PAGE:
Since the 2014 victory—which, as Modi admitted during the 2019 campaign, was more an “anti-incumbency” vote than anything else—he and Shah worked strategically to retain, and expand, the BJP’s support among Hindus of middle and low castes who had generally been outside the party’s net. They have succeeded to a significant extent. The strategy combined Modi’s frequent obeisance to BR Ambedkar, and flattering references to Ram Manohar Lohia, with clever exploitation of simmering resentment and a sense of relative deprivation among non-Yadav OBCs and non-Jatav Dalits. The coup de grace was provided by the bouquet of Central welfare and uplift schemes, all carefully branded with Modi’s personal imprimatur, which disproportionately benefit poor, lower- caste Hindus. The shallow electoral alliance of the Samajwadi Party (SP) and Bahujan Samaj Party (BSP) was rendered ineffectual in Uttar Pradesh, and in Bihar—thanks also to the chameleon Nitish Kumar’s collaboration—the jailbird Lalu Prasad’s party sank without a trace. In a brilliant balancing act, Modi and Shah concurrently managed to keep upper castes on side across northern India. But their success in attracting non- elite Hindus was not limited to Hindi-speaking India. In West Bengal, my own state, the BJP won the single largest share of Scheduled Caste (SC) votes and a decisive majority of the smaller Scheduled Tribe (ST) electorate. That was mostly because of local, state-level dynamics beyond the scope of this essay, but does reveal the success of Hindutva 2.0 in transcending the geographic and social barriers that limited the BJP’s growth during the 1990s and 2000s.
The significance of this success extends beyond electoral gains. It represents a step towards realising the pristine but elusive ideal of pan-Hindu unity, surmounting caste divisions and towards the making of an eventual Hindu Rashtra, a republic that embodies the collective spirit of a unified Hindudom. And it adds to the marginalisation of the Muslim enemy. The fact that one of every five UP voters is Muslim was rendered redundant first in 2014, then in the state election of 2017 and now—and most emphatically—in 2019, with the BJP actually achieving the 50 per cent vote share that most had dismissed as Amit Shah’s bombast. In West Bengal, where Muslims are at least 27 per cent of the electorate and voted nearly en masse for Mamata Banerjee’s party, the BJP, despite a weak state organisation and leadership, won over 40 per cent of the popular vote and almost half the state’s Lok Sabha seats.
The third aspect in which Hindutva 2.0 has diverged from Hindu nationalist dogma is perhaps the most intriguing and potentially the most significant for the near-term future of India’s politics. Just 50 years ago, Guru Golwalkar called for “the  Constitution [to] be re-drafted” to “sweep away all autonomous and semi-autonomous states within Bharat”, “bury for good all talk of a federal structure”, “establish Unitary form of Government” and “proclaim ‘One Country, One State, One Legislature, One Executive!’” Golwalkar believed that the moderately decentralised structure of India that took shape through the 1950s and 1960s was an incitement to “fragmentational [sic], regional, sectarian, linguistic [and] other types of pride” to “play havoc with our integrated harmony”. The agitation for ‘Ek Nishaan, Ek Vidhaan, Ek Pradhaan’ (One Flag, One Constitution, One Premier) that the new-born Jana Sangh led by Syama Prasad Mookerjee launched in Jammu and Kashmir in the early 1950s in coordination with its local Jammu affiliate, the Praja Parishad, reflected this broader ideological view of what the structure of Bharat should be.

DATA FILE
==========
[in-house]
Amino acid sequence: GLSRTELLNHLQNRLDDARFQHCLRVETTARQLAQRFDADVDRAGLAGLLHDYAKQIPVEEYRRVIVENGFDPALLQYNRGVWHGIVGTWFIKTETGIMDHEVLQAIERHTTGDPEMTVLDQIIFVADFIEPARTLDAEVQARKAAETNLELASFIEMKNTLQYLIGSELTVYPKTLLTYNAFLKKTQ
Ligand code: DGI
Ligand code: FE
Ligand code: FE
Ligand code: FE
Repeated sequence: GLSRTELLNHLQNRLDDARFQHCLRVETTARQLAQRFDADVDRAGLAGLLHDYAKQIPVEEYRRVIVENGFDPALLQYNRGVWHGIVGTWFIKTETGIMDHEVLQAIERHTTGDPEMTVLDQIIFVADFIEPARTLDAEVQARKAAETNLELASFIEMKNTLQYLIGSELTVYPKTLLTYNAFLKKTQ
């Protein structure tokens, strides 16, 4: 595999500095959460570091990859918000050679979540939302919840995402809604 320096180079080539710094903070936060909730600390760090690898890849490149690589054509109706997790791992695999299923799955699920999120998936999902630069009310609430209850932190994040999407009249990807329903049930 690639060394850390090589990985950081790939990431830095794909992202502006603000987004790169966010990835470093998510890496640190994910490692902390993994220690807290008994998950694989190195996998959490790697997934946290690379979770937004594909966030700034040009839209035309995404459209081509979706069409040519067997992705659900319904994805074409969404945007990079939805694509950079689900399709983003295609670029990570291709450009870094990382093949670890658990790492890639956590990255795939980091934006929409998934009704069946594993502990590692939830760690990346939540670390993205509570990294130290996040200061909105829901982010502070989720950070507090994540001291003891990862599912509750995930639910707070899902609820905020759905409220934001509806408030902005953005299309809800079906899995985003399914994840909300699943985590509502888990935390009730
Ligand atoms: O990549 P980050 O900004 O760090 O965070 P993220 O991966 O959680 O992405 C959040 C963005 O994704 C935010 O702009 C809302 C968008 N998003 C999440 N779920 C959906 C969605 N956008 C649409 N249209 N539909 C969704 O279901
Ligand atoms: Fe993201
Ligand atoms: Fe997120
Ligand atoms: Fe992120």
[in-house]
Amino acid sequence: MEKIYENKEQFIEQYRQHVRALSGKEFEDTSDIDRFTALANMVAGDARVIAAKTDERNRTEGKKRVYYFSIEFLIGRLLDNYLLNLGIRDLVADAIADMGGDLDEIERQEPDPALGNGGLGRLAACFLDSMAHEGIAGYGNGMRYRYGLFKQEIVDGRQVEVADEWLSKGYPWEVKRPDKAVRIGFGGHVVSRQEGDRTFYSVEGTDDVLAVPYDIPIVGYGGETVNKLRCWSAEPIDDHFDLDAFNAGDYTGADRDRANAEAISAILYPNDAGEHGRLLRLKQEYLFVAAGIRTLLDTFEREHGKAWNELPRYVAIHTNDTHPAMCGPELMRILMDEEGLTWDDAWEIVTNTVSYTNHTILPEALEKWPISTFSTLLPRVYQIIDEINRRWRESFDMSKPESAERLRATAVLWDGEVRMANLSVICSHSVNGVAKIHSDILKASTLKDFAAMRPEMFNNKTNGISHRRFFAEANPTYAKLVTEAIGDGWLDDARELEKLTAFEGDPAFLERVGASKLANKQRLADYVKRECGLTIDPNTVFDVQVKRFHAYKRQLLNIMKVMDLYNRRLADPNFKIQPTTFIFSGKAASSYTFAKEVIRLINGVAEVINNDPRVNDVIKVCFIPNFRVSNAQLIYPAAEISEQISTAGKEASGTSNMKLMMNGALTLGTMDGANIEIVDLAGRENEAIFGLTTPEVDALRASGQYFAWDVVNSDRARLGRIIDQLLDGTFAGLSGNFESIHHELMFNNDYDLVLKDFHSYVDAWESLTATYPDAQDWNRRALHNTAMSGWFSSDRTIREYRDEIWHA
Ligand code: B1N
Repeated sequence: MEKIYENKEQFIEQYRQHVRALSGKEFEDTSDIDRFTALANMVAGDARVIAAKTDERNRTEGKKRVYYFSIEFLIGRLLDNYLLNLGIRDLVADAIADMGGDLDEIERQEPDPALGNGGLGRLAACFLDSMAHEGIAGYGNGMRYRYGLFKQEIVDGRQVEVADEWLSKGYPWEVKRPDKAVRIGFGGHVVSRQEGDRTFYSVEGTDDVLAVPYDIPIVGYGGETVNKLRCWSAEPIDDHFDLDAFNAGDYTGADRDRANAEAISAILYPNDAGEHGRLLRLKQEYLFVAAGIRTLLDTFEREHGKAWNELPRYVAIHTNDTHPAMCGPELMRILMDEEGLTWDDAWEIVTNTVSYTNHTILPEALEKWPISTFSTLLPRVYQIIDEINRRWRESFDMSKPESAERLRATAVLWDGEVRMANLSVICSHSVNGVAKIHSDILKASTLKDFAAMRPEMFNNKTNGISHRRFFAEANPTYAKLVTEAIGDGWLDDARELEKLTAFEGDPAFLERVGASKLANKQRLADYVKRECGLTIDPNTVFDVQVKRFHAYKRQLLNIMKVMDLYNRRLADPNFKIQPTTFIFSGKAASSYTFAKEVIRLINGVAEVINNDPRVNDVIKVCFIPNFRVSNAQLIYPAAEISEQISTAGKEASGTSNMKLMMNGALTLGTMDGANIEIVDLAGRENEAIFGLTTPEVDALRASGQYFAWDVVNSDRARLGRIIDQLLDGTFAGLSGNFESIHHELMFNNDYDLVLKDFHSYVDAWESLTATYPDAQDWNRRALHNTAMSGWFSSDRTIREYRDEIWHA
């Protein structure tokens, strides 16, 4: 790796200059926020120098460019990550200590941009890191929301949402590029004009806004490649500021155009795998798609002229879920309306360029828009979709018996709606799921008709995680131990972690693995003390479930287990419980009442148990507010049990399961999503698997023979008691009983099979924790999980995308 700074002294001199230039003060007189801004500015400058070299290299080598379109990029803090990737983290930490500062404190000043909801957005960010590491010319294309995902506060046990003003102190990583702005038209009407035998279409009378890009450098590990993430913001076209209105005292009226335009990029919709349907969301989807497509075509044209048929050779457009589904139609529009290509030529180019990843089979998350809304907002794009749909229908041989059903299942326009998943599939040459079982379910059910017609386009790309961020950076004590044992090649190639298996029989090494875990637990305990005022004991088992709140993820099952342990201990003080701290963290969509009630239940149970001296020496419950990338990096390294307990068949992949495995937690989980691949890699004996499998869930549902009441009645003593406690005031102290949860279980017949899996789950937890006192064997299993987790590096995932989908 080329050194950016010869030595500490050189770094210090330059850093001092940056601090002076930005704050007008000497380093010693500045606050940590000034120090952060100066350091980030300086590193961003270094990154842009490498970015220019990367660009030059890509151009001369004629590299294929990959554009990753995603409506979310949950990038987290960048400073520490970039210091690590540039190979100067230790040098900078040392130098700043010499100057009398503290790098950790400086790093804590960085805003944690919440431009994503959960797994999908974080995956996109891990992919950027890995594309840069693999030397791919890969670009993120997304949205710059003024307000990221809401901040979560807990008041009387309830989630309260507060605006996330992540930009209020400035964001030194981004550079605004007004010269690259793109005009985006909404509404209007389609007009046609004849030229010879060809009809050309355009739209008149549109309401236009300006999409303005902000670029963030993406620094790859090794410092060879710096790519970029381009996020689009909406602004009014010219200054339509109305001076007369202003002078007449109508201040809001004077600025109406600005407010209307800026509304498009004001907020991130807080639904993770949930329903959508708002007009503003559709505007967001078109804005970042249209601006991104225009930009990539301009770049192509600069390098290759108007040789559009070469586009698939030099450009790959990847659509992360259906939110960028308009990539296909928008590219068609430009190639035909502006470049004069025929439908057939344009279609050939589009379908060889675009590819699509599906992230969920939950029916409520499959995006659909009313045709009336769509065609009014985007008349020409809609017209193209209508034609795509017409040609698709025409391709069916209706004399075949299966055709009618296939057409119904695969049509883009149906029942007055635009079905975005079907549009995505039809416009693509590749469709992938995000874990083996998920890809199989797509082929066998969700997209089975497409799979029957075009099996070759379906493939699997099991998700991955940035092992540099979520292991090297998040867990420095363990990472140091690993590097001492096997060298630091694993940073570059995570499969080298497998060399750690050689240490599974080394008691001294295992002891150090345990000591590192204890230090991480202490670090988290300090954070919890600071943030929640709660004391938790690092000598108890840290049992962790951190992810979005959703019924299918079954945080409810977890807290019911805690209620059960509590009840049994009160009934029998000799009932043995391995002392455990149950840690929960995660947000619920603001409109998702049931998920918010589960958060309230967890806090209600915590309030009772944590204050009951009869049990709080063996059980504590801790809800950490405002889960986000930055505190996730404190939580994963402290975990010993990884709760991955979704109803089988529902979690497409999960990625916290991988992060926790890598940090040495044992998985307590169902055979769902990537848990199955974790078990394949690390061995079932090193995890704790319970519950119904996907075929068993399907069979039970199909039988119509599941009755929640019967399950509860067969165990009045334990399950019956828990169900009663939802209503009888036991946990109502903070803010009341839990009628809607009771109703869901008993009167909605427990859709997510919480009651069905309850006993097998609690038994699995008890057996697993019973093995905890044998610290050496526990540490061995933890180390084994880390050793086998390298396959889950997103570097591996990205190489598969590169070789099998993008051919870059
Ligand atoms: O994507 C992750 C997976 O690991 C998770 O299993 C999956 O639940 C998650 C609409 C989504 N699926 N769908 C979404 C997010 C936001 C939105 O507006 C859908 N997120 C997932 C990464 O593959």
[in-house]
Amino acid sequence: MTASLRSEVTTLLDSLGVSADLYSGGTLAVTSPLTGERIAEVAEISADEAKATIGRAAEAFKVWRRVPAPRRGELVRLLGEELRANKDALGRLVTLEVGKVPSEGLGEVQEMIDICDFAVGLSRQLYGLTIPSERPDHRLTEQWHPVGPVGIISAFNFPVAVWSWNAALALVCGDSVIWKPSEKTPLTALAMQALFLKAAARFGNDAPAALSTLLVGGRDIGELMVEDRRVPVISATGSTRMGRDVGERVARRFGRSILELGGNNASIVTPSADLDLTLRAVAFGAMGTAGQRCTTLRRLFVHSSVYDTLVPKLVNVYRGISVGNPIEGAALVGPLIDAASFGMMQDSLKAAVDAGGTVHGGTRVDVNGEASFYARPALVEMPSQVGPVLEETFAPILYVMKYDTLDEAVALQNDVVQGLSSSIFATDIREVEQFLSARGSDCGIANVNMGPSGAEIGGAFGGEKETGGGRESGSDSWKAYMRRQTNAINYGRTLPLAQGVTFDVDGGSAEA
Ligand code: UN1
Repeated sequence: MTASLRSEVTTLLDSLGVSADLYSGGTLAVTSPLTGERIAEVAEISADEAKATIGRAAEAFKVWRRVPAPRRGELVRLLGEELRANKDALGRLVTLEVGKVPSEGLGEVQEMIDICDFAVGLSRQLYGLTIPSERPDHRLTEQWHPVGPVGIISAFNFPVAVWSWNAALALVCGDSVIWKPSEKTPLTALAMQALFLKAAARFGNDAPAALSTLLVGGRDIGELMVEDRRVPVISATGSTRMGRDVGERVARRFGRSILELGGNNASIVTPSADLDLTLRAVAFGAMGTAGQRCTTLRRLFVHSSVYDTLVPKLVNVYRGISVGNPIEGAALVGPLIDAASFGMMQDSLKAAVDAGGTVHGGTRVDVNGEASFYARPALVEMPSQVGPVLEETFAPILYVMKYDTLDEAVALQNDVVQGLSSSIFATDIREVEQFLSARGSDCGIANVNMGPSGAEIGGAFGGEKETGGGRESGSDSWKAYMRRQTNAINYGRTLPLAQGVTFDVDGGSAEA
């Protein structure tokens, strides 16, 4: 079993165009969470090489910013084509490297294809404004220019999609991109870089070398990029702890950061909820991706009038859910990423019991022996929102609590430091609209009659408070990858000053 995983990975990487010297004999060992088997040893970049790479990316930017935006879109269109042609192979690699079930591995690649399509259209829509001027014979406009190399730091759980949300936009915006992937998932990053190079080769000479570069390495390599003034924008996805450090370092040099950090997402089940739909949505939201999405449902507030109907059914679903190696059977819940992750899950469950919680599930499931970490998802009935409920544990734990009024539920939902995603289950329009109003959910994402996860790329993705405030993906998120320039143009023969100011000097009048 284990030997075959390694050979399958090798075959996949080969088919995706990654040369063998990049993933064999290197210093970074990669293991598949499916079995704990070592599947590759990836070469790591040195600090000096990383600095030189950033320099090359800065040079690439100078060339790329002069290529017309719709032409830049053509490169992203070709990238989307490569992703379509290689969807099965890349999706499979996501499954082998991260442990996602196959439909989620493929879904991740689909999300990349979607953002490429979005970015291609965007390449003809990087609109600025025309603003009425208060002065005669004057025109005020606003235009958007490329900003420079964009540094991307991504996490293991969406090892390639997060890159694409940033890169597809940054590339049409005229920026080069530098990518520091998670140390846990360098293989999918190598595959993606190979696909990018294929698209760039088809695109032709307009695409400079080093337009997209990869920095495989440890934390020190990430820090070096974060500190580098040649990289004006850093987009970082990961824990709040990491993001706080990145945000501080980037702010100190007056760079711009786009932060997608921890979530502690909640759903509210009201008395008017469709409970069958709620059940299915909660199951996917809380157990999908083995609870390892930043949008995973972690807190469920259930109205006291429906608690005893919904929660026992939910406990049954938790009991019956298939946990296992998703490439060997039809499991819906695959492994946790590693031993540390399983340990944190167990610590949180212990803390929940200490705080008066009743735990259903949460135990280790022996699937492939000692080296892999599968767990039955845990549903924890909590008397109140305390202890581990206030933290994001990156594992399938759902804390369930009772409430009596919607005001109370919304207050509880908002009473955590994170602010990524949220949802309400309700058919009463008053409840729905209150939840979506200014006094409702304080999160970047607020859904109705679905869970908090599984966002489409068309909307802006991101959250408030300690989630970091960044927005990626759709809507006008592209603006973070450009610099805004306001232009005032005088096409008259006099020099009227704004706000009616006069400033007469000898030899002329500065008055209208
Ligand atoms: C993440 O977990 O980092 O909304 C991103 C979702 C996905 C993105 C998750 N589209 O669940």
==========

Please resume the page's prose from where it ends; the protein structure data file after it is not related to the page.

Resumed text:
Hindutva 2.0 is a very formidable concoction. It represents a pragmatic revision of aspects of the original political philosophy of Hindutva, but still completely consistent—indeed congruent—with the spirit and ideals of the original
The architects of Hindutva 2.0 know that if one defining feature of the last three decades of Indian politics has been the rise of their political party from the margins to centre stage, the other has been the proliferation of regional parties in many states of the Union. Unlike the Congress, whose withered presence no longer constitutes any threat to Hindutva 2.0’s goal of pan-Indian dominance, the variegated assortment of regional parties is, by and large, still a factor to contend with in their states. This was true in 2014 and still is in 2019, despite the battering most of the influential regional parties have received from the Modi-Shah juggernaut.
In recognition of this evolution of India’s politics since the 1990s, Hindutva 2.0 adopted the mantra of ‘cooperative federalism’ from 2014 onwards. The phrase is most often associated with Arun Jaitley’s tenure as Finance Minister, but Modi has also used it and echoed it in more general terms: “Our diversity is our strength.” There is certainly a precedent for this evolution in Vajpayee’s two coalition Governments (1998- 1999 and 1999-2004), which were propped up by regional parties. But those were arrangements dictated by the mutual needs of the BJP and its regional allies, andVajpayee never invoked federalism explicitly. And unlike Vajpayee, Modi was not dependent on regional parties for the survival of his 2014-2019 Government.
Hindutva 2.0 aspires to pan-Indian political hegemony. In 2017, with Modi at his side, Amit Shah told a meeting of the BJP national executive in Bhubaneswar that his job as party president would not be complete until the BJP dominated India “from panchayat to Parliament” and “every state” of India had a BJP government. Shah was flush from the BJP triumph in the 2017 UP state election and his tone was hyperbolic, but the statement was one of serious intent.